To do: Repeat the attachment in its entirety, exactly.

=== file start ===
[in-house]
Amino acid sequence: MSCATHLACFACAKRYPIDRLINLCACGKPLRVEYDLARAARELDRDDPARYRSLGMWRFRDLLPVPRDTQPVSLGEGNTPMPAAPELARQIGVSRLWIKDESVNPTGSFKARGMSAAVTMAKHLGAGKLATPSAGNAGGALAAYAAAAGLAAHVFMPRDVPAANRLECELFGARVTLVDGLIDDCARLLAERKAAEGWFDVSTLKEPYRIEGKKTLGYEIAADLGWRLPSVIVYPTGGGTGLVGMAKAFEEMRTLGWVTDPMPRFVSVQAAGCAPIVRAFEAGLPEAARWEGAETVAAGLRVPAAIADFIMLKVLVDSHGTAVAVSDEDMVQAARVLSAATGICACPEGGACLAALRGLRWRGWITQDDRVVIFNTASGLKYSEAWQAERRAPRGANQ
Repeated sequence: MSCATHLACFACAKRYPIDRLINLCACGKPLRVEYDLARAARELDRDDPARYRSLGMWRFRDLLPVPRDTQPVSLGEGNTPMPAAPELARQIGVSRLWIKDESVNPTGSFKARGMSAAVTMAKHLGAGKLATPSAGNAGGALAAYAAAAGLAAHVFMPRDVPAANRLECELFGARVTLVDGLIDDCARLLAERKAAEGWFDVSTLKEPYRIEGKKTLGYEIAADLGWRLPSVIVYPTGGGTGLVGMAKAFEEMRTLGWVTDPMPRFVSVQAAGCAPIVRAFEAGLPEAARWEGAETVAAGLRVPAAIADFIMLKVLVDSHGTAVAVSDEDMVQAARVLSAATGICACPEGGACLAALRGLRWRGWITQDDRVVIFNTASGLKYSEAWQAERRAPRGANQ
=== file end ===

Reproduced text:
[in-house]
Amino acid sequence: MSCATHLACFACAKRYPIDRLINLCACGKPLRVEYDLARAARELDRDDPARYRSLGMWRFRDLLPVPRDTQPVSLGEGNTPMPAAPELARQIGVSRLWIKDESVNPTGSFKARGMSAAVTMAKHLGAGKLATPSAGNAGGALAAYAAAAGLAAHVFMPRDVPAANRLECELFGARVTLVDGLIDDCARLLAERKAAEGWFDVSTLKEPYRIEGKKTLGYEIAADLGWRLPSVIVYPTGGGTGLVGMAKAFEEMRTLGWVTDPMPRFVSVQAAGCAPIVRAFEAGLPEAARWEGAETVAAGLRVPAAIADFIMLKVLVDSHGTAVAVSDEDMVQAARVLSAATGICACPEGGACLAALRGLRWRGWITQDDRVVIFNTASGLKYSEAWQAERRAPRGANQ
Repeated sequence: MSCATHLACFACAKRYPIDRLINLCACGKPLRVEYDLARAARELDRDDPARYRSLGMWRFRDLLPVPRDTQPVSLGEGNTPMPAAPELARQIGVSRLWIKDESVNPTGSFKARGMSAAVTMAKHLGAGKLATPSAGNAGGALAAYAAAAGLAAHVFMPRDVPAANRLECELFGARVTLVDGLIDDCARLLAERKAAEGWFDVSTLKEPYRIEGKKTLGYEIAADLGWRLPSVIVYPTGGGTGLVGMAKAFEEMRTLGWVTDPMPRFVSVQAAGCAPIVRAFEAGLPEAARWEGAETVAAGLRVPAAIADFIMLKVLVDSHGTAVAVSDEDMVQAARVLSAATGICACPEGGACLAALRGLRWRGWITQDDRVVIFNTASGLKYSEAWQAERRAPRGANQ